When World War I ended, an increase in crime followed. As a result, Americans became sensitive to security needs and were eager to find ways to protect themselves and their property. A consumer demand for home security ensued.
Irving ,Texas (PRWEB) January 30, 2014
In recent years, home security has shifted away from simple control panels and deadbolt locks into cool, coveted high-tech gadgets that compose items on many homeowners’ wish lists. While the Jetson era hasn’t arrived just yet, the technology behind modern smart homes would likely be enough to blow the minds of our ancestors.
But, today’s security systems aren’t simply the product of technological developments of the past few years; the groundwork for smart security systems was laid generations ago. To understand how home security evolved into what it is today, the Electronic Security Association (ESA) takes a look back at the past.
The first home security systems
When World War I ended, an increase in crime followed. As a result, Americans became sensitive to security needs and were eager to find ways to protect themselves and their property. Additionally, many insurance companies began offering premium discounts to alarm subscribers. These events produced a consumer demand for alarm systems.
During this time, homeowners may have subscribed to a service called door shakers— a group of night watchmen who would shake subscribers’ doors each night to ensure they were locked. More advanced users may have installed an alarm system that used electromagnetic contacts fastened to doors and windows, which were connected to a battery and bell. These systems were monitored by a central station that sent a guard to the residence when the alarm was triggered.
Fast forward to today, homeowners have traded in door shakers for automated, sophisticated systems. Now, to ensure that doors are locked and the alarm is set, users simply log in remotely via a web-enabled device and check the status of their homes. They can lock doors, arm the system, or adjust the thermostat with the touch of a button.
Video surveillance evolves
In 1949, George Orwell’s book “1984” was published and the notion of video surveillance became an eerie concept. While video surveillance technology was developed in the 1940s, it wasn’t until the 1970s that it was used in homes as a security measure.
An early model of an advanced video home security system included a large motorized camera that moved down a track to view the exterior of the home through four peepholes mounted in the front door. The video camera transmitted grainy images of visitors to a stationary television monitor that also served as the control panel where the homeowner could remotely control the camera’s movements. The panel, which was located in a separate room away from the camera, was equipped with security features such as an intercom to communicate with visitors, a door lock switch and a button that could activate the alarm at the central station that monitored the residence.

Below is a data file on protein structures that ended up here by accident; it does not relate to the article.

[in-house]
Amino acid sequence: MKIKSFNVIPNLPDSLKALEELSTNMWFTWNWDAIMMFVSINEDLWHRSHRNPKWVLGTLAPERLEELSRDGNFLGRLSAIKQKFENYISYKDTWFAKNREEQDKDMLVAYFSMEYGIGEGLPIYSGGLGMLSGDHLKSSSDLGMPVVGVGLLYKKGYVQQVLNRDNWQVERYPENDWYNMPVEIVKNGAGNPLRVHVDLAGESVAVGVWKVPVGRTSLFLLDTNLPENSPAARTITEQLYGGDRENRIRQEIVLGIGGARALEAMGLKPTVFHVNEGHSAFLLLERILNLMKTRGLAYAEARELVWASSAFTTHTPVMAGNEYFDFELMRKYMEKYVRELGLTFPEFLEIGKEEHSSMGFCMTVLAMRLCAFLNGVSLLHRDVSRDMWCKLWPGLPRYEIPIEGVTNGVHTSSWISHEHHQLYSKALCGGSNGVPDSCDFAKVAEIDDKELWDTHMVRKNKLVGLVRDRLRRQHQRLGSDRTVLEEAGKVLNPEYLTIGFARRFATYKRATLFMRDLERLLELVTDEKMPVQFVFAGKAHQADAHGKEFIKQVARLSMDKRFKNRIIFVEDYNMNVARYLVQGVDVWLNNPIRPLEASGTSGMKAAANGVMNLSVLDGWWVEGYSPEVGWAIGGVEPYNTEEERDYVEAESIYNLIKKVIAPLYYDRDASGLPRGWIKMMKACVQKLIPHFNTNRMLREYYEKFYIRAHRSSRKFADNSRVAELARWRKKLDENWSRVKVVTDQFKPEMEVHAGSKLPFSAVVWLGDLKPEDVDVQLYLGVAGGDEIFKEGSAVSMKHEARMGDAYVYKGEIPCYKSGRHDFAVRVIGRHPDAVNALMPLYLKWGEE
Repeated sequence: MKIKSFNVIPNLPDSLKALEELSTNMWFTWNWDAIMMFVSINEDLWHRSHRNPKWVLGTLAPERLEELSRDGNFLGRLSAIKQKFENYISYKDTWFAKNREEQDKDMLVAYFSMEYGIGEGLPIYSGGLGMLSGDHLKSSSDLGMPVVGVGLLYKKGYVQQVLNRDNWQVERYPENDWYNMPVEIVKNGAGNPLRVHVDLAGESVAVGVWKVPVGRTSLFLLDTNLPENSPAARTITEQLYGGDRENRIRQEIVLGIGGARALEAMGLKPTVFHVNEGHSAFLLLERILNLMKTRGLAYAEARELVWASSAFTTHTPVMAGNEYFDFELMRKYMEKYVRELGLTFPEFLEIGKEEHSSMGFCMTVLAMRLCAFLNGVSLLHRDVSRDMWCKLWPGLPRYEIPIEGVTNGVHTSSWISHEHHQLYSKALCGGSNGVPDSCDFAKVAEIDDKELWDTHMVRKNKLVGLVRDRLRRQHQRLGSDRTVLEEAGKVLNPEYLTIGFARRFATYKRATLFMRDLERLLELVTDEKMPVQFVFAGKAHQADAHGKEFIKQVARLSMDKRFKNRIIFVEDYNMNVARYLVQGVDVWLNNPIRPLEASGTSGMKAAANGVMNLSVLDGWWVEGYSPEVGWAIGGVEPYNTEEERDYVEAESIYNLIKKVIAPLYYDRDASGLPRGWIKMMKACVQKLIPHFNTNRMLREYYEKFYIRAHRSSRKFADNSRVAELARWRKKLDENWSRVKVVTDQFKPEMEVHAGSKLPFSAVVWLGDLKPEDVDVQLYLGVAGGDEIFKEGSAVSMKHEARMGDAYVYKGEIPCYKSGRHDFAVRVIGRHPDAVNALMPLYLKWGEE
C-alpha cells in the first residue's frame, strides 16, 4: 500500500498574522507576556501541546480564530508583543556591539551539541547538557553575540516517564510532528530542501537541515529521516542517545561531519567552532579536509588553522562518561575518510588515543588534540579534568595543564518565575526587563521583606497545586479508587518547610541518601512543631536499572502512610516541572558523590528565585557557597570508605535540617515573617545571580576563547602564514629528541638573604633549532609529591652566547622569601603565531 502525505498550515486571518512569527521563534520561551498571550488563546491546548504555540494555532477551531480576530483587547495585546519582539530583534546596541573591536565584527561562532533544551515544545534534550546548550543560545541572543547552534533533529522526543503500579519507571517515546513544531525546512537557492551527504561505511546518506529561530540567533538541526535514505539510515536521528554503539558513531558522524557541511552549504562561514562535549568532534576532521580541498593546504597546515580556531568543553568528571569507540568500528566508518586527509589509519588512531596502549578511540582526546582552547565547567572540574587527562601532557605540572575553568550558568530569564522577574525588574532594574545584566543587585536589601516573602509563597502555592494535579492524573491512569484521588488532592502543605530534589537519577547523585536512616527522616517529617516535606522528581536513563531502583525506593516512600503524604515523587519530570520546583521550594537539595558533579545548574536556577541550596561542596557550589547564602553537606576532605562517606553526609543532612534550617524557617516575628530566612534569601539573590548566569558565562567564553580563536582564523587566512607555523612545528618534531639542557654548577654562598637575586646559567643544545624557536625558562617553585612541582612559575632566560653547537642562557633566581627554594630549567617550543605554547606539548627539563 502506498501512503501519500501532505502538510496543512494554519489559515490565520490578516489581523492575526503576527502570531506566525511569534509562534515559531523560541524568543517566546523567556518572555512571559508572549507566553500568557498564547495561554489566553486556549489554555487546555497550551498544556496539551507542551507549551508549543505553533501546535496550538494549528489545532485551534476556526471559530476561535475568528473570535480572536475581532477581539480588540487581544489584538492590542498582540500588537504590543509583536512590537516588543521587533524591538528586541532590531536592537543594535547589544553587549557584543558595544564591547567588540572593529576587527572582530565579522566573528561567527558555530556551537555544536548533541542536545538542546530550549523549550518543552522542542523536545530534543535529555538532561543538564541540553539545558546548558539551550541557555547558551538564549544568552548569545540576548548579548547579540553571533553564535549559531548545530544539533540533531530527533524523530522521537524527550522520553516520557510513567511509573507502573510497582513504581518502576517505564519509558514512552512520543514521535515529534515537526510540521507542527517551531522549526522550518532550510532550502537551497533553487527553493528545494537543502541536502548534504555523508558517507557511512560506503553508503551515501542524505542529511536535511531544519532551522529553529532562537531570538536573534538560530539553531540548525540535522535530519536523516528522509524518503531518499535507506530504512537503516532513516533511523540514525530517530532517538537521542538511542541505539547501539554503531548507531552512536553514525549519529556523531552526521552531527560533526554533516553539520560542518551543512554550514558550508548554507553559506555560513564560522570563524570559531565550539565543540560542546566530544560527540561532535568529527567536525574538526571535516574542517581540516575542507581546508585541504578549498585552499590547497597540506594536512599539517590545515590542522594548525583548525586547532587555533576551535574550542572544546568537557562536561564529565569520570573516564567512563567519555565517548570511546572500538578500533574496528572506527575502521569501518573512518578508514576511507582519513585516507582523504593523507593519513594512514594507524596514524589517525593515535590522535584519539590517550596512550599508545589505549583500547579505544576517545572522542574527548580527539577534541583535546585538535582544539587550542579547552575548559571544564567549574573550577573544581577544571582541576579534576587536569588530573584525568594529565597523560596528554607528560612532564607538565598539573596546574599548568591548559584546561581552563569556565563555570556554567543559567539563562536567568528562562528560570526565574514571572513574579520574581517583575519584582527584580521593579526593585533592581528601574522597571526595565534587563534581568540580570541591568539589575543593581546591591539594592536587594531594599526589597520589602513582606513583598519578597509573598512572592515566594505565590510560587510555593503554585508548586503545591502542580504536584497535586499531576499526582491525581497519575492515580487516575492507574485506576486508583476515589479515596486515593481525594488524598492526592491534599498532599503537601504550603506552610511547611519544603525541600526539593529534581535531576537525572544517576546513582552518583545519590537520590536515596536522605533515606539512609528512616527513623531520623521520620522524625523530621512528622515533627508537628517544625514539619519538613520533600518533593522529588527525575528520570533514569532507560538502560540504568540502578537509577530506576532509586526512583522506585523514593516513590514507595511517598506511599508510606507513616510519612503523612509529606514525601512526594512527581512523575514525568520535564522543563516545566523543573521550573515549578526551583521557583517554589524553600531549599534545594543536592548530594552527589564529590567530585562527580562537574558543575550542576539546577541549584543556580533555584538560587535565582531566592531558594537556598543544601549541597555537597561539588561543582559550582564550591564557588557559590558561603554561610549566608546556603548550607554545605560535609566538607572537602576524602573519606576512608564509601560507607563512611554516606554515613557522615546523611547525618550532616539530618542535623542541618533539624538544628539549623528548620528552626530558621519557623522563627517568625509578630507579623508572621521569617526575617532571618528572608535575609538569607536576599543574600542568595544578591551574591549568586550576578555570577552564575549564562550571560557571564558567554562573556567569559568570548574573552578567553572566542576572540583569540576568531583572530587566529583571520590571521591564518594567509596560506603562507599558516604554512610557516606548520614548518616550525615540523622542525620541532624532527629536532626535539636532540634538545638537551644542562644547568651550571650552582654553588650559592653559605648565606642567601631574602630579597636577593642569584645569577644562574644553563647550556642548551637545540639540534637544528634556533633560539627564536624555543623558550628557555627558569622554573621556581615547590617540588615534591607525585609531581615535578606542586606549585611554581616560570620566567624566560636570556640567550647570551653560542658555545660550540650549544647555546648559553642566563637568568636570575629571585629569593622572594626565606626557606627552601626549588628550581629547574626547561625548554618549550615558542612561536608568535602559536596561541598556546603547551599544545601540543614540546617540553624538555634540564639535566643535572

Now, surveillance cameras are as small as one square inch, connected to the Internet and outfitted with powerful lenses that can capture and stream high definition video online that can be viewed from anywhere in the world. Additionally, with a connected smart home, homeowners can program their security systems to send a live video clip of an area if motion is detected when the home is unoccupied and the alarm is activated.
Fire alarms become a hot topic
As security system technology evolved, so did fire alarm technology. In 1962, a team of Canadian researchers published a study regarding the life-saving potential of heat and smoke detectors. The team examined 342 residential fire deaths occurring in Ontario from 1956-1960 and concluded that if homes had been appropriately equipped with heat detectors or smoke detectors, fatalities could have been reduced by 8 percent and 41 percent, respectively. These findings played a major role in the development of policies and standards for smoke detectors in new and existing residences. As a result, smoke detectors largely attributed to a 50 percent decrease in U.S. fire deaths between 1975 and 1998.
Modern day smoke alarms often employ a combination of sensors – photoelectric and ionization – to detect both smoldering and smoking fires and are interconnected to alert occupants of a fire in another part of the home. New technology has emerged that connects the smoke detector to the Internet and allows homeowners to check the status and battery life of their fire alarm remotely via a web-enabled device; silence a false alarm with the wave of a hand; and tell you the exact location of a fire in a human voice.
The home security system has developed by leaps and bounds in the last century and new technology is emerging each day. What’s available now is only the tip of the iceberg: Imagine what’s to come in the next 100 years.
Established in 1948, the Electronic Security Association (ESA) is the largest trade association representing the electronic life safety and security industry. Member companies install, integrate and monitor intrusion and fire detection, video surveillance and electronic access control systems for commercial, residential, industrial and governmental clients. In cooperation with an alliance of chapter associations, ESA provides technical and management training, government advocacy and delivers information, advice, tools, and services that members use to grow their businesses and prosper. ESA may be reached at (888) 447-1689 or on the Web at http://www.ESAweb.org.